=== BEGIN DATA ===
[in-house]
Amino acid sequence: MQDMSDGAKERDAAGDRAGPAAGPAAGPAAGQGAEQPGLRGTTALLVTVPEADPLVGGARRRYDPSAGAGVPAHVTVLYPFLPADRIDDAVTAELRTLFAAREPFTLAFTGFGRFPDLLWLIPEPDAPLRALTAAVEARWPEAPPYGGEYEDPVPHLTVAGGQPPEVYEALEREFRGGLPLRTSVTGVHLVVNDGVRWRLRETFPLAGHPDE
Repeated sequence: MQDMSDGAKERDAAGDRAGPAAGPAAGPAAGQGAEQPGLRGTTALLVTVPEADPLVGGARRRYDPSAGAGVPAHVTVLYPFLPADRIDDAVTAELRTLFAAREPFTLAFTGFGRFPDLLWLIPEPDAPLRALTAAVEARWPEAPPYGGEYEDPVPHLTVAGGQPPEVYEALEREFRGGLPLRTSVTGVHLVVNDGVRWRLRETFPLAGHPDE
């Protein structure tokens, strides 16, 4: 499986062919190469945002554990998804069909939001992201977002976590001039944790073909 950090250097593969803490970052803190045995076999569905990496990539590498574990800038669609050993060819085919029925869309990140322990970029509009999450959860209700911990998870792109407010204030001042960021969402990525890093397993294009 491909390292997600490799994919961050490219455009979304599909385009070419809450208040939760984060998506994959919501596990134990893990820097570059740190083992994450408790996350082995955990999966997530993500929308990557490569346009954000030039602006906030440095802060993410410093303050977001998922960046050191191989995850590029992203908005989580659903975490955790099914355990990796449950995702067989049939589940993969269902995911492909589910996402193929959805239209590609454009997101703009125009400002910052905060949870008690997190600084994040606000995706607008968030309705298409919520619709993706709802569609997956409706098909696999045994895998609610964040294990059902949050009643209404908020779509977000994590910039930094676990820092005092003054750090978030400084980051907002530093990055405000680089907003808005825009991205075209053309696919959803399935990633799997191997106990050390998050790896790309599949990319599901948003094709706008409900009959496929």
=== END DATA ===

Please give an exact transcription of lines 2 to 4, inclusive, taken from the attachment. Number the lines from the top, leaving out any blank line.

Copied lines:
Amino acid sequence: MQDMSDGAKERDAAGDRAGPAAGPAAGPAAGQGAEQPGLRGTTALLVTVPEADPLVGGARRRYDPSAGAGVPAHVTVLYPFLPADRIDDAVTAELRTLFAAREPFTLAFTGFGRFPDLLWLIPEPDAPLRALTAAVEARWPEAPPYGGEYEDPVPHLTVAGGQPPEVYEALEREFRGGLPLRTSVTGVHLVVNDGVRWRLRETFPLAGHPDE
Repeated sequence: MQDMSDGAKERDAAGDRAGPAAGPAAGPAAGQGAEQPGLRGTTALLVTVPEADPLVGGARRRYDPSAGAGVPAHVTVLYPFLPADRIDDAVTAELRTLFAAREPFTLAFTGFGRFPDLLWLIPEPDAPLRALTAAVEARWPEAPPYGGEYEDPVPHLTVAGGQPPEVYEALEREFRGGLPLRTSVTGVHLVVNDGVRWRLRETFPLAGHPDE
């Protein structure tokens, strides 16, 4: 499986062919190469945002554990998804069909939001992201977002976590001039944790073909 950090250097593969803490970052803190045995076999569905990496990539590498574990800038669609050993060819085919029925869309990140322990970029509009999450959860209700911990998870792109407010204030001042960021969402990525890093397993294009 491909390292997600490799994919961050490219455009979304599909385009070419809450208040939760984060998506994959919501596990134990893990820097570059740190083992994450408790996350082995955990999966997530993500929308990557490569346009954000030039602006906030440095802060993410410093303050977001998922960046050191191989995850590029992203908005989580659903975490955790099914355990990796449950995702067989049939589940993969269902995911492909589910996402193929959805239209590609454009997101703009125009400002910052905060949870008690997190600084994040606000995706607008968030309705298409919520619709993706709802569609997956409706098909696999045994895998609610964040294990059902949050009643209404908020779509977000994590910039930094676990820092005092003054750090978030400084980051907002530093990055405000680089907003808005825009991205075209053309696919959803399935990633799997191997106990050390998050790896790309599949990319599901948003094709706008409900009959496929």